Special Issue "Selected Papers from the 2nd International Conference on Mining in Europe"

A special issue of Minerals (ISSN 2075-163X).

Deadline for manuscript submissions: closed (30 August 2017).

Special Issue Editor

Prof. Dr. Bernd Lottermoser
E-Mail Website
Guest Editor
Institute of Mineral Resources Engineering, RWTH Aachen University, 52062 Aachen, Germany
Interests: mines; mining
Special Issues and Collections in MDPI journals

Special Issue Information

Dear Colleagues,

The global mining community faces significant challenges, ranging from technological to social, environmental and economic issues. The mining community has confronted and solved such challenges over the centuries and has thereby delivered important contributions to the use and development of our mineral resources. This Special Issue aims to collect high quality research papers, short communications, and review articles that focus on the following three topics: mineral resources; mining technologies; and responsible mining. The Special Issue will publish selected papers from the 2nd International Conference on Mining in Europe (http://www.aims.rwth-aachen.de), 7–8 June 2017, Aachen, Germany. The key objective of the 2nd International Conference on Mining in Europe is to share the latest developments on mining expertise, activities, developments and research in Europe and beyond. We invite professionals from the mining industry and practitioners from consulting companies, equipment suppliers and software providers, people from research institutions and government agencies, as well as academic scholars and researchers to attend this conference. We are cordially inviting you to join us at the conference and also to submit your manuscript to this Special Issue.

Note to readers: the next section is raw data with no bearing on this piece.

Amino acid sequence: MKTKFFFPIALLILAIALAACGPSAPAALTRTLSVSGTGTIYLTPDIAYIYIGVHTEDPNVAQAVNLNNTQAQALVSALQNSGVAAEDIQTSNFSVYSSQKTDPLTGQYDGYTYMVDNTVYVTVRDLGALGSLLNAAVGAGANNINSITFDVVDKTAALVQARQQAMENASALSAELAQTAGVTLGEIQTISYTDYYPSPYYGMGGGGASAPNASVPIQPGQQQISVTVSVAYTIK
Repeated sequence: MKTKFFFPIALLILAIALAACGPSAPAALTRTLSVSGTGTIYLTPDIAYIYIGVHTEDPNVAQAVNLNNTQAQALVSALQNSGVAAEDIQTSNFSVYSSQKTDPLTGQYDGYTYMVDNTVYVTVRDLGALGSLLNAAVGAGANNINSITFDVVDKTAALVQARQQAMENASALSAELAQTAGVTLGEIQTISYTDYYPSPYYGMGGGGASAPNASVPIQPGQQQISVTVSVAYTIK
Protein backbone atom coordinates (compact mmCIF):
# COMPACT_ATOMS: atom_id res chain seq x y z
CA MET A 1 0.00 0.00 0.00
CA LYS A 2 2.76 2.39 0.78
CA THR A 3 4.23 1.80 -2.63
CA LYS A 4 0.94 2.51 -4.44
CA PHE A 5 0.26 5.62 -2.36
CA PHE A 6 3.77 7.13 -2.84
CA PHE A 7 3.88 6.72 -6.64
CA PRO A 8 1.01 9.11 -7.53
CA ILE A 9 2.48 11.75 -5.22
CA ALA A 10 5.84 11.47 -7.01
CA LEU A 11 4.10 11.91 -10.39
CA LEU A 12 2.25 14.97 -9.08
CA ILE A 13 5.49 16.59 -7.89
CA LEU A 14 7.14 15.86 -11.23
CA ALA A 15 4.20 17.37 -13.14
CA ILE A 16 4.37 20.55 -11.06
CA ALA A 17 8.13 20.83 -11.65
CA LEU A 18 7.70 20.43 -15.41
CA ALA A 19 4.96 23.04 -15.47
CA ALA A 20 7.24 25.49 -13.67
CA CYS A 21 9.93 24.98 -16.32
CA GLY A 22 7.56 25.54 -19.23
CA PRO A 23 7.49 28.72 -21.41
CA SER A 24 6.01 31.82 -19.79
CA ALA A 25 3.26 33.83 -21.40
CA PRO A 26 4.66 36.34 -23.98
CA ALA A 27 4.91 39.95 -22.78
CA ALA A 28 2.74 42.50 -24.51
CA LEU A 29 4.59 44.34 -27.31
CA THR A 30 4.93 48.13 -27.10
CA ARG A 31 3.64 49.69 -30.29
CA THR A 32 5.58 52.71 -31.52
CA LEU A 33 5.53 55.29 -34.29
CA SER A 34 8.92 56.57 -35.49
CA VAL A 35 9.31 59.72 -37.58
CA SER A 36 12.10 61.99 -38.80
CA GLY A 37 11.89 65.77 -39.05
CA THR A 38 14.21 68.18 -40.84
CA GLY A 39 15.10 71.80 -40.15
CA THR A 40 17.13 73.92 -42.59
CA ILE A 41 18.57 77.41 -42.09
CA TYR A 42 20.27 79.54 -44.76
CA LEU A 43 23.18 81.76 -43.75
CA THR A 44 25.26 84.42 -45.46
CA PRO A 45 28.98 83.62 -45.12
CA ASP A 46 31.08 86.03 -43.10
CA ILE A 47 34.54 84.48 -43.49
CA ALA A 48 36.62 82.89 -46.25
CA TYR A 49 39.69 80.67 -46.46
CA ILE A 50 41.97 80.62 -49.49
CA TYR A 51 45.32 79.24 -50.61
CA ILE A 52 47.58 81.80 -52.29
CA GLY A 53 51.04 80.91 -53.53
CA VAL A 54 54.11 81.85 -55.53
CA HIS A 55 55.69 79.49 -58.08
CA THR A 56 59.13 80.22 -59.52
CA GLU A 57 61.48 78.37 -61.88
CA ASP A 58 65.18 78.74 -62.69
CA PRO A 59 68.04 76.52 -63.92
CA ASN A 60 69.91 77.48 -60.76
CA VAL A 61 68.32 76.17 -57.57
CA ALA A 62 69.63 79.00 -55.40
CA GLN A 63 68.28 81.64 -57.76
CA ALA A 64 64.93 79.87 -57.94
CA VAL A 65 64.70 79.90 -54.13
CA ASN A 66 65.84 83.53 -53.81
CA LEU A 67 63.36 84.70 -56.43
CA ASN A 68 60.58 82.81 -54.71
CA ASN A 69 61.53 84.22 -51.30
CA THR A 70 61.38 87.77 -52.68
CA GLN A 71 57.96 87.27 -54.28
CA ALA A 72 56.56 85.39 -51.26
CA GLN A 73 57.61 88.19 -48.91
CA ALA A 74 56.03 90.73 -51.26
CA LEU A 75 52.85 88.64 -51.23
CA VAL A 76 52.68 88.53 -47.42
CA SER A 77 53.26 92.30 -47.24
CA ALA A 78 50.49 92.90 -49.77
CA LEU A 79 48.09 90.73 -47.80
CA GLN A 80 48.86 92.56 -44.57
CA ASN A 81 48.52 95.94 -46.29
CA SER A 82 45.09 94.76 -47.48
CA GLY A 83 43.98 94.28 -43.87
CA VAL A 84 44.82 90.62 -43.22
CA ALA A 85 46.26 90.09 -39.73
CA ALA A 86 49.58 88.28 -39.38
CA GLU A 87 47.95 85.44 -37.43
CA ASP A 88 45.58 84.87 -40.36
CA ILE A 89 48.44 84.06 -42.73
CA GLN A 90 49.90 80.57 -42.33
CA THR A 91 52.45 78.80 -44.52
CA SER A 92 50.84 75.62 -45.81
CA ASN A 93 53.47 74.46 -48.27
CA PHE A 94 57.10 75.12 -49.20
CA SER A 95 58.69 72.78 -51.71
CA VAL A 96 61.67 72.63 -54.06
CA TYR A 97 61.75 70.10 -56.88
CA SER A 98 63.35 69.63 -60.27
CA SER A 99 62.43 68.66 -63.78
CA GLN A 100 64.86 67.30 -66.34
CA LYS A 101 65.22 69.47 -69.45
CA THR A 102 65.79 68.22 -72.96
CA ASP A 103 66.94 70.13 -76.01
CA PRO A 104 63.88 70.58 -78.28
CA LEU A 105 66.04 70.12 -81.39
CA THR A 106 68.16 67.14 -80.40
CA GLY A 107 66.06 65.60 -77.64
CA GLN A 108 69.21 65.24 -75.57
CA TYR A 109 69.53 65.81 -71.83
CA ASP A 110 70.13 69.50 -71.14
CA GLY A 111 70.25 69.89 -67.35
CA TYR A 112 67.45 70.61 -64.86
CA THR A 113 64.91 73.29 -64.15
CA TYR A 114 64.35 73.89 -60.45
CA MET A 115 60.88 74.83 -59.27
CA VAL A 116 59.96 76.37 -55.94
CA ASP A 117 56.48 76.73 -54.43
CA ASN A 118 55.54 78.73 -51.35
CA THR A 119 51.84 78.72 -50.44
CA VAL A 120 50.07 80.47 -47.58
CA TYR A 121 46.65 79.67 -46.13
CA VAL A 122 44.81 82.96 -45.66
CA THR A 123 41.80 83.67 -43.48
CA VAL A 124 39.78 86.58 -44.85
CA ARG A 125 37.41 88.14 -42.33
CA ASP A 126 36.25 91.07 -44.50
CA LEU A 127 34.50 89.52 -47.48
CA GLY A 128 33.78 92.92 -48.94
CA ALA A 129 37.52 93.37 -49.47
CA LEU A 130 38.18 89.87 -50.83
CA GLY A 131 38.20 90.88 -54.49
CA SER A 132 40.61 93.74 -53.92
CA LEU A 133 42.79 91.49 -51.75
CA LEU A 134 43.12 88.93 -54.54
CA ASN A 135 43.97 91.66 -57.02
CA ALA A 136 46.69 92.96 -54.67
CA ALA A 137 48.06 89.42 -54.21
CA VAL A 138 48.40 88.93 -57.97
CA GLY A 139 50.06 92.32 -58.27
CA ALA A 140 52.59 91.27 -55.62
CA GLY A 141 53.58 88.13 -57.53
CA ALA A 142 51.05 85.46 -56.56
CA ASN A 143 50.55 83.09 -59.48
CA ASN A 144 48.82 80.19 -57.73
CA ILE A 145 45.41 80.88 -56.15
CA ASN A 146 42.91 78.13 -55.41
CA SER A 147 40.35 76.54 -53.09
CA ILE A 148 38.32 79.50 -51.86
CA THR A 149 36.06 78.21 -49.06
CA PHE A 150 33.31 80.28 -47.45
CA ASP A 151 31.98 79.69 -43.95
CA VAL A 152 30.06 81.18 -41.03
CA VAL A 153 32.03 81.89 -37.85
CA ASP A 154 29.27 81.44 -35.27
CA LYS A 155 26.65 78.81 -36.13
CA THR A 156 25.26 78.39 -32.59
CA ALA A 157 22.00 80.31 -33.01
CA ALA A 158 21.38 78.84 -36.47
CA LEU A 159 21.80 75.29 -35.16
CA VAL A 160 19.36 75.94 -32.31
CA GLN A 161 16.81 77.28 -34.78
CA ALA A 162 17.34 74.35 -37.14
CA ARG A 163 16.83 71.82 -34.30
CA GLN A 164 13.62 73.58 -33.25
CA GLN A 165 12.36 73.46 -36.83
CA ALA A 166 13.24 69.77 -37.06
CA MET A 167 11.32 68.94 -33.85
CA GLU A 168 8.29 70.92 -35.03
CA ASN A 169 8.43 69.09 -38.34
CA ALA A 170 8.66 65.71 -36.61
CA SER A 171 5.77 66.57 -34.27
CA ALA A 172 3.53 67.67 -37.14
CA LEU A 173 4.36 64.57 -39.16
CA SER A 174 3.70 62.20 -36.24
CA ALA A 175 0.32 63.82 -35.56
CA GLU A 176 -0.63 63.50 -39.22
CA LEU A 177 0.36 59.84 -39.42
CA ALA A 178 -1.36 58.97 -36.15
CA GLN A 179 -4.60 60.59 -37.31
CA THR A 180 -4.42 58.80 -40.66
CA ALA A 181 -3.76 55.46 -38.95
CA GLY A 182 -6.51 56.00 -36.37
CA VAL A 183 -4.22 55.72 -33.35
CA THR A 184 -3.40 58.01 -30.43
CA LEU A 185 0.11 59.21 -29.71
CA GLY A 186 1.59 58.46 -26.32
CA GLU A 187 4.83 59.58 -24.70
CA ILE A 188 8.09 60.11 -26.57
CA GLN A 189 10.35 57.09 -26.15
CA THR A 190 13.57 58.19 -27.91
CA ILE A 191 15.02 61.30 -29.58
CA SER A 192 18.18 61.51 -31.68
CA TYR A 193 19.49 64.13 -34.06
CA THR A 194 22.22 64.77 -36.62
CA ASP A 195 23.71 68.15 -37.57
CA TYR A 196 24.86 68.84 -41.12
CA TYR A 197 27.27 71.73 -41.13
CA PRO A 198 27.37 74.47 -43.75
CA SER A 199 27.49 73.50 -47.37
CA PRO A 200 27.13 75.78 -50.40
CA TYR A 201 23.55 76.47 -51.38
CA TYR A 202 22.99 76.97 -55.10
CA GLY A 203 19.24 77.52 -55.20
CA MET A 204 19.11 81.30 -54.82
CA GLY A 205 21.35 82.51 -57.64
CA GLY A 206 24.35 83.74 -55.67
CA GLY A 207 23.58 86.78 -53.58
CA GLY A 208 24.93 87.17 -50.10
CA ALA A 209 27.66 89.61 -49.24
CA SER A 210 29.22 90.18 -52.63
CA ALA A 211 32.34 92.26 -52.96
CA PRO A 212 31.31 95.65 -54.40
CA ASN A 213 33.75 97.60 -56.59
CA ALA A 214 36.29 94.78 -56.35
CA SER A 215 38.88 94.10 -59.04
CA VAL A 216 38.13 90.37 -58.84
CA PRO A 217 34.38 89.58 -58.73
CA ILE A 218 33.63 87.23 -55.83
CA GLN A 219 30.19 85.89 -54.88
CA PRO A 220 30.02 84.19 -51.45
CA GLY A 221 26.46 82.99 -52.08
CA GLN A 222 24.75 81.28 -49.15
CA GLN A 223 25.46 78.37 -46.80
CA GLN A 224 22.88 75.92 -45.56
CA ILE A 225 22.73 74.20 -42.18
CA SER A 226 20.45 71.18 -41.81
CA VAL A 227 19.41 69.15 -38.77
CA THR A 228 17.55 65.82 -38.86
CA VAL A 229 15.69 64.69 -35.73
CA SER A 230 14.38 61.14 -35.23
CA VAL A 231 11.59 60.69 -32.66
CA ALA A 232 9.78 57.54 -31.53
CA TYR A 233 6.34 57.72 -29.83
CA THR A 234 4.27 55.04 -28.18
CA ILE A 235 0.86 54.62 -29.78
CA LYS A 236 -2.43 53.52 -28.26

Prof. Dr. Bernd Lottermoser
Guest Editor


Manuscript Submission Information